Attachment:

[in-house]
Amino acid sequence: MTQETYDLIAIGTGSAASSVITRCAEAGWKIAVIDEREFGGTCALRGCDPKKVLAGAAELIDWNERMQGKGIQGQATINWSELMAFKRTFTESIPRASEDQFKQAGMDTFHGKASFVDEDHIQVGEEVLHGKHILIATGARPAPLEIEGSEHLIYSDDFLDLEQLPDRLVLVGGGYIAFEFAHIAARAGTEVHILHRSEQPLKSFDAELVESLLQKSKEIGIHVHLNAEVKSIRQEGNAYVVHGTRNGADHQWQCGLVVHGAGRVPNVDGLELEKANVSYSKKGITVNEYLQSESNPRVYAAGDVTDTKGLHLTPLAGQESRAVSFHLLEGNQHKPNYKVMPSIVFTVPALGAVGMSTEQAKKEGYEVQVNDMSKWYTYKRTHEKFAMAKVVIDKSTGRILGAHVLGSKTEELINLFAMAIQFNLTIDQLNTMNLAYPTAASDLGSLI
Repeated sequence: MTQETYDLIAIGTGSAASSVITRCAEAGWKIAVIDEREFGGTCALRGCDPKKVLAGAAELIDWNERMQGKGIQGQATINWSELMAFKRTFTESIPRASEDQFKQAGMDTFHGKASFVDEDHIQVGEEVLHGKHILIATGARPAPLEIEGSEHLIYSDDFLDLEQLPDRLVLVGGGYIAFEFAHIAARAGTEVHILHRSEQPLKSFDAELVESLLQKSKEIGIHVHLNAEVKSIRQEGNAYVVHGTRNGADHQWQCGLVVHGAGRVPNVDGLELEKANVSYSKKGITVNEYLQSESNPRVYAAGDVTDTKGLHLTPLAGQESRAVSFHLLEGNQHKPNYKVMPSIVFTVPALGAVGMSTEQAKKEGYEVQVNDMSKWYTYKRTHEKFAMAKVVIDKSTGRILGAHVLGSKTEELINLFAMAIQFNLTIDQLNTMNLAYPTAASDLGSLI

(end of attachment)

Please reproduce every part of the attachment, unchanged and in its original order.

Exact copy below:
[in-house]
Amino acid sequence: MTQETYDLIAIGTGSAASSVITRCAEAGWKIAVIDEREFGGTCALRGCDPKKVLAGAAELIDWNERMQGKGIQGQATINWSELMAFKRTFTESIPRASEDQFKQAGMDTFHGKASFVDEDHIQVGEEVLHGKHILIATGARPAPLEIEGSEHLIYSDDFLDLEQLPDRLVLVGGGYIAFEFAHIAARAGTEVHILHRSEQPLKSFDAELVESLLQKSKEIGIHVHLNAEVKSIRQEGNAYVVHGTRNGADHQWQCGLVVHGAGRVPNVDGLELEKANVSYSKKGITVNEYLQSESNPRVYAAGDVTDTKGLHLTPLAGQESRAVSFHLLEGNQHKPNYKVMPSIVFTVPALGAVGMSTEQAKKEGYEVQVNDMSKWYTYKRTHEKFAMAKVVIDKSTGRILGAHVLGSKTEELINLFAMAIQFNLTIDQLNTMNLAYPTAASDLGSLI
Repeated sequence: MTQETYDLIAIGTGSAASSVITRCAEAGWKIAVIDEREFGGTCALRGCDPKKVLAGAAELIDWNERMQGKGIQGQATINWSELMAFKRTFTESIPRASEDQFKQAGMDTFHGKASFVDEDHIQVGEEVLHGKHILIATGARPAPLEIEGSEHLIYSDDFLDLEQLPDRLVLVGGGYIAFEFAHIAARAGTEVHILHRSEQPLKSFDAELVESLLQKSKEIGIHVHLNAEVKSIRQEGNAYVVHGTRNGADHQWQCGLVVHGAGRVPNVDGLELEKANVSYSKKGITVNEYLQSESNPRVYAAGDVTDTKGLHLTPLAGQESRAVSFHLLEGNQHKPNYKVMPSIVFTVPALGAVGMSTEQAKKEGYEVQVNDMSKWYTYKRTHEKFAMAKVVIDKSTGRILGAHVLGSKTEELINLFAMAIQFNLTIDQLNTMNLAYPTAASDLGSLI